Feb 172017

If you’re visiting Florida, and in particular the Orlando area, Merritt Island Wildlife Refuge on the east coast is well worth a visit, and only about 50 miles away. December to April is by far the time to see the large number of birds that over winter there.

The refuge has a number of drives that you can follow, most people favour the Black Point Drive and a stop atthe Visitor Centre. This January we drove up from Stuart and arrived about mid morning, getting there early would be a better, but there was still plenty to see.

You need to pay a $10 fee at the start of the 7 mile drive. There area number of places to get out of the car for both short and long walks and there are information boards on the route.

Male Cardinal at Merritt Wildlife Refuge

Within minutes of starting we were greeted with some great views of a male Cardinal. January is the dry season in this part of the world so the area was very different from when we visited in July last year. There were large areas of mud flats, crisscrossed with foot prints of the alligators that inhabit the refuge. In the pools that remain wintering birds gather, sometimes in large numbers.

Reddish Egret

A few hundred yards further along the drive we had some great views of a Reddish Egret, feeding very close to the road in perfect light with the sun behind us.

Some of the hundreds of Pintails wintering here

Merritt Island during the winter and early spring is renowned for its visitors both of the human and feathered kind and our next stop was at an area that was populated by hundreds of pintail ducks.

Hooded Merganser-male

Hooded Merganser-female with crayfish

Further along the drive were a pair of Hooded Mergansers, which were swimming close to the shore and fishing for crayfish. There was plenty of evidence of the abundant underwater life as fish and crabs could be easily seen in the clear water and the reflections in the still water were beautiful.


Wild Bird Hiking Trail

There was the opportunity to park and walk along a track to some overlooks. Immediately we saw an otter disappearing quickly down a creek. Along the track two roseate spoonbills were feeding. Their colours were disappointing and they seemed quite small in size.

Roseate Spoonbill

Herons, egrets and ibis were feeding or stalking fish. It was interesting to see them using their wing as a shade to get a better view of the fish. White peacock and Julia butterflies were numerous feeding on nectar from the flowers along the track. A Belted kingfisher perched high on the top of a bush preening his feathers. Walking towards the second overlook we saw the amazing site of a roseate spoonbill, in full colour taking a bath. They really are a beautiful bird and the colour is incredible.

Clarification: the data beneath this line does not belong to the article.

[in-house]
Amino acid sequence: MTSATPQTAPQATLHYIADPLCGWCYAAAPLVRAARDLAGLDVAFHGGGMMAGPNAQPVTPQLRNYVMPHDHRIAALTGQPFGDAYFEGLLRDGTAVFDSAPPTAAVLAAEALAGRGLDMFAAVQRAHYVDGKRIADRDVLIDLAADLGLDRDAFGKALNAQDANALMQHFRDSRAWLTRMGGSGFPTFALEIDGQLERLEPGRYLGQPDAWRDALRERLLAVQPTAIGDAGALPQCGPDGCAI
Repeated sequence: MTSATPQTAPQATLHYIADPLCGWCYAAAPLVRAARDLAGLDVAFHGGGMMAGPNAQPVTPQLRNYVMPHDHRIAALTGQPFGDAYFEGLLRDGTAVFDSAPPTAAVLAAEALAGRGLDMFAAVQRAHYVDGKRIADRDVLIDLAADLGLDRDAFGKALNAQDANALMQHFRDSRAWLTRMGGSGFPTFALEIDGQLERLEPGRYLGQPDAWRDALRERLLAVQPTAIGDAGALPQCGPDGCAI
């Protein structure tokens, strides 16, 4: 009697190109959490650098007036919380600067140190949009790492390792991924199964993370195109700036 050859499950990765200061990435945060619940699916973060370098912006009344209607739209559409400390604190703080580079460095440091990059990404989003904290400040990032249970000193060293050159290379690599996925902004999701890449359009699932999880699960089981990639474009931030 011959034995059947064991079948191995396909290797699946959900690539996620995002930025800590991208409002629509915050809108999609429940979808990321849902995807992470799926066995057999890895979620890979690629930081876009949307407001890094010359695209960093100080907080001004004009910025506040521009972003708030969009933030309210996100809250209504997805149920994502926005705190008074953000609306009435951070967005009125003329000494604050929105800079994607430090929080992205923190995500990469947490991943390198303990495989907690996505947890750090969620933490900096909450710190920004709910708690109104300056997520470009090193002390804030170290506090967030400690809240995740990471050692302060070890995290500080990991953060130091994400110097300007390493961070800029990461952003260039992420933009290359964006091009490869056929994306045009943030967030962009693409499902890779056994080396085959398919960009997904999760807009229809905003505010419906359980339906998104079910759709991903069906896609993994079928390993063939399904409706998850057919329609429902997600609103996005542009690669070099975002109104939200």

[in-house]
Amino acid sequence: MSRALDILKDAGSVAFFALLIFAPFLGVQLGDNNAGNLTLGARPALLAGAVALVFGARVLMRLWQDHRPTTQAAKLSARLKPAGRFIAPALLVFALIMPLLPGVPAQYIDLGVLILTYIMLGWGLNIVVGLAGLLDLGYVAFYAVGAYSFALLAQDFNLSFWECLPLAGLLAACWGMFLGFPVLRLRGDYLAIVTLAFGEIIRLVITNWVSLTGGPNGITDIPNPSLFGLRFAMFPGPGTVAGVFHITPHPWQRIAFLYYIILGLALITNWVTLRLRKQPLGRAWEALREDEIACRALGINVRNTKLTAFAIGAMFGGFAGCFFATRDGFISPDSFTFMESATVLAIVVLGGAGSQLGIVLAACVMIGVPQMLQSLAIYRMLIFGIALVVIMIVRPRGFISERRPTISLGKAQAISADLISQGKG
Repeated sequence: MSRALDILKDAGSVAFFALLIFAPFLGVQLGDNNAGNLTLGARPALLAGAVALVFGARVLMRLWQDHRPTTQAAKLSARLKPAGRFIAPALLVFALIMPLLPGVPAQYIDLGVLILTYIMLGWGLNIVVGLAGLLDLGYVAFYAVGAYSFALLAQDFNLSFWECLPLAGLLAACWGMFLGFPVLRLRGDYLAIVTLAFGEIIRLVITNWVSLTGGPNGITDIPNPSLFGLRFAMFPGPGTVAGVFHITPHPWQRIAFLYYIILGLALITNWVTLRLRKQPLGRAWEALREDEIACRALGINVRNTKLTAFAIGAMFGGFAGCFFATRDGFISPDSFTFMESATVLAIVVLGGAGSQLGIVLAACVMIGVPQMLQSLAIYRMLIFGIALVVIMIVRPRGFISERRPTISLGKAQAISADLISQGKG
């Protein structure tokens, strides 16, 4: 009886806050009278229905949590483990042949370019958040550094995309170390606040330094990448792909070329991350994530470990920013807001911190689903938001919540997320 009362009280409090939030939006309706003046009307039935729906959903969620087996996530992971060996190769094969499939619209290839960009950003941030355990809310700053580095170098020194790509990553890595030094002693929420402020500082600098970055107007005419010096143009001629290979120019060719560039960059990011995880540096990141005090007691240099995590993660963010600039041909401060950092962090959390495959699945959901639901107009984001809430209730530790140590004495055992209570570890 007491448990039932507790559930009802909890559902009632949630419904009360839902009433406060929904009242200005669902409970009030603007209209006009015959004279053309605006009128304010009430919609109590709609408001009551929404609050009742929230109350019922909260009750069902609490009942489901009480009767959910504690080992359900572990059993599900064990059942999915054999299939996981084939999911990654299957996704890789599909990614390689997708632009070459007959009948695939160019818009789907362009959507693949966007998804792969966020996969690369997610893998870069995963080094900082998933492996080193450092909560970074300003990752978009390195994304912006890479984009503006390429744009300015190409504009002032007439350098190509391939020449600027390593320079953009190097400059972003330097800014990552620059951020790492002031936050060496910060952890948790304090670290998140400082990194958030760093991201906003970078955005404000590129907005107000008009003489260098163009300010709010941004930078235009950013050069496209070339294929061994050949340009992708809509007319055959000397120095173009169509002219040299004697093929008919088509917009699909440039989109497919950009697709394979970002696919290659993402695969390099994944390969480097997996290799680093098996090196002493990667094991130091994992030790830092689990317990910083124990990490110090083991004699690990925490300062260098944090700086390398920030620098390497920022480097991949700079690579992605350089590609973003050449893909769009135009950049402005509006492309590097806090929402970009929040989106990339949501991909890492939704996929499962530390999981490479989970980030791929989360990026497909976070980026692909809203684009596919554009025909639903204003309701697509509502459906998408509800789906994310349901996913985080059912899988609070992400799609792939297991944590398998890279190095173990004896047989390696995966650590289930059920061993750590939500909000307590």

Roseate Spoonbill preening

Roseate Spoonbill bathing

About half way around the drive there’s another rest area and the start of the Cruickshank trail. Here you can take a short walk to an observation tower or opt for the five mile hiking loop that takes you deep into the refuge. We didn’t have time for the 5 mile hike but there was still plenty to see in the mangroves around the tower and parking lot.

Palm Warbler

White Ibis

Snowy Egret

Lesser Yellowlegs

As you travel along the drive the habitat changes from this point to restored marsh and an open waterways home to numerous Alligators, varying in size from small two footers to enormous 10 to 12 footers, weighing in at 500 to 600 pounds.

American Alligator

Nearing the end of the drive, near stop 11, there is a stand of old pines, once the location of an eagles nest which had been abandon in 2013, but on our trip we were treated to views of a Bald Eagle in the pines. Perhaps thinking about re-establishing the nest site, and for us a great finish to the Merritt Island drive.

Bald Eagle


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Alan De Witt

Alan De Witt

After spending a career that demanded much of my time and energy. I'm now retired and finally found some time to pursue an interest in wildlife and photography as well as putting together a website C & A's Wild Images. I now live in Norfolk, an ideal location in the UK to see wildlife and over the years have also had the opportunity to visit and spend time using the camera in interesting and sometimes remote parts of the world. I first became interested in trying to capture wildlife images when I left university in the days of slide film. Initially I used two compact cameras with 20+ zooms but now have moved to a professional Canon SLR set-up.

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Avi Agrahari

So beautiful

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